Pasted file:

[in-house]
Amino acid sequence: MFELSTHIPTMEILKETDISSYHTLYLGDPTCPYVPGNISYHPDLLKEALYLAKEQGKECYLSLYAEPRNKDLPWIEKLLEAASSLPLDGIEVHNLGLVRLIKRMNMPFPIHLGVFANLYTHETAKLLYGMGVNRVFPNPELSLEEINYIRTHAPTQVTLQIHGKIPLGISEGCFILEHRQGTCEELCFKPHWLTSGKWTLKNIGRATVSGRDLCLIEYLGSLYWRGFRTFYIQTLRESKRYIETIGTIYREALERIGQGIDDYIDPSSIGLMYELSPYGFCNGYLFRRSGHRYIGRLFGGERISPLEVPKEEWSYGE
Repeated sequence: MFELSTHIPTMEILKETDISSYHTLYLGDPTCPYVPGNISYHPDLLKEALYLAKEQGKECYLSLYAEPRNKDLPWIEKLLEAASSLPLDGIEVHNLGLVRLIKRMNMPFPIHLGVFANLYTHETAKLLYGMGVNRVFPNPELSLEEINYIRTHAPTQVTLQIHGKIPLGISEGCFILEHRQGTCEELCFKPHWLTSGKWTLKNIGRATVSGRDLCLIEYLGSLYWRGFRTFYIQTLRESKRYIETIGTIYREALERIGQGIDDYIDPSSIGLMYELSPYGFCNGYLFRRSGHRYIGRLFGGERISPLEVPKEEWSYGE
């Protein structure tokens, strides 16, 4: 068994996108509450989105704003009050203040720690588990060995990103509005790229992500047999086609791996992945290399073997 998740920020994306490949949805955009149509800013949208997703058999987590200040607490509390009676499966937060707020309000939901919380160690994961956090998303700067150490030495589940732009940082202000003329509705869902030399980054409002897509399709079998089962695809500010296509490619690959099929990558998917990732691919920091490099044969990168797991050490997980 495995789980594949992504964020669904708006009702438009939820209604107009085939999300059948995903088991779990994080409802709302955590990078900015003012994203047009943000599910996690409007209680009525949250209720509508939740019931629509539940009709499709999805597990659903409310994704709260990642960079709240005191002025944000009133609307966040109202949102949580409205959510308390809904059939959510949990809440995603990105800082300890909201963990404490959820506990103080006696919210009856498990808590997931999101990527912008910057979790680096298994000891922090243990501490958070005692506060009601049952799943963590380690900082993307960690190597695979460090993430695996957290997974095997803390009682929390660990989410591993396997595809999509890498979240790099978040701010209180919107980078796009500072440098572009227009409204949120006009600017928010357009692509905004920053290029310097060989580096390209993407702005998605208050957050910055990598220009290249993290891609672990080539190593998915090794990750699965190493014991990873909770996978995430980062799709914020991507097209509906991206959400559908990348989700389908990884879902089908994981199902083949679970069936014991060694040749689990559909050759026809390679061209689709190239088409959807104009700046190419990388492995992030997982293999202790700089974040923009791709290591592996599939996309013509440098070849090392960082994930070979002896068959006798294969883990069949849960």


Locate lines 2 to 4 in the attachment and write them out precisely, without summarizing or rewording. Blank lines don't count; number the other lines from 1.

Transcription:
Amino acid sequence: MFELSTHIPTMEILKETDISSYHTLYLGDPTCPYVPGNISYHPDLLKEALYLAKEQGKECYLSLYAEPRNKDLPWIEKLLEAASSLPLDGIEVHNLGLVRLIKRMNMPFPIHLGVFANLYTHETAKLLYGMGVNRVFPNPELSLEEINYIRTHAPTQVTLQIHGKIPLGISEGCFILEHRQGTCEELCFKPHWLTSGKWTLKNIGRATVSGRDLCLIEYLGSLYWRGFRTFYIQTLRESKRYIETIGTIYREALERIGQGIDDYIDPSSIGLMYELSPYGFCNGYLFRRSGHRYIGRLFGGERISPLEVPKEEWSYGE
Repeated sequence: MFELSTHIPTMEILKETDISSYHTLYLGDPTCPYVPGNISYHPDLLKEALYLAKEQGKECYLSLYAEPRNKDLPWIEKLLEAASSLPLDGIEVHNLGLVRLIKRMNMPFPIHLGVFANLYTHETAKLLYGMGVNRVFPNPELSLEEINYIRTHAPTQVTLQIHGKIPLGISEGCFILEHRQGTCEELCFKPHWLTSGKWTLKNIGRATVSGRDLCLIEYLGSLYWRGFRTFYIQTLRESKRYIETIGTIYREALERIGQGIDDYIDPSSIGLMYELSPYGFCNGYLFRRSGHRYIGRLFGGERISPLEVPKEEWSYGE
């Protein structure tokens, strides 16, 4: 068994996108509450989105704003009050203040720690588990060995990103509005790229992500047999086609791996992945290399073997 998740920020994306490949949805955009149509800013949208997703058999987590200040607490509390009676499966937060707020309000939901919380160690994961956090998303700067150490030495589940732009940082202000003329509705869902030399980054409002897509399709079998089962695809500010296509490619690959099929990558998917990732691919920091490099044969990168797991050490997980 495995789980594949992504964020669904708006009702438009939820209604107009085939999300059948995903088991779990994080409802709302955590990078900015003012994203047009943000599910996690409007209680009525949250209720509508939740019931629509539940009709499709999805597990659903409310994704709260990642960079709240005191002025944000009133609307966040109202949102949580409205959510308390809904059939959510949990809440995603990105800082300890909201963990404490959820506990103080006696919210009856498990808590997931999101990527912008910057979790680096298994000891922090243990501490958070005692506060009601049952799943963590380690900082993307960690190597695979460090993430695996957290997974095997803390009682929390660990989410591993396997595809999509890498979240790099978040701010209180919107980078796009500072440098572009227009409204949120006009600017928010357009692509905004920053290029310097060989580096390209993407702005998605208050957050910055990598220009290249993290891609672990080539190593998915090794990750699965190493014991990873909770996978995430980062799709914020991507097209509906991206959400559908990348989700389908990884879902089908994981199902083949679970069936014991060694040749689990559909050759026809390679061209689709190239088409959807104009700046190419990388492995992030997982293999202790700089974040923009791709290591592996599939996309013509440098070849090392960082994930070979002896068959006798294969883990069949849960």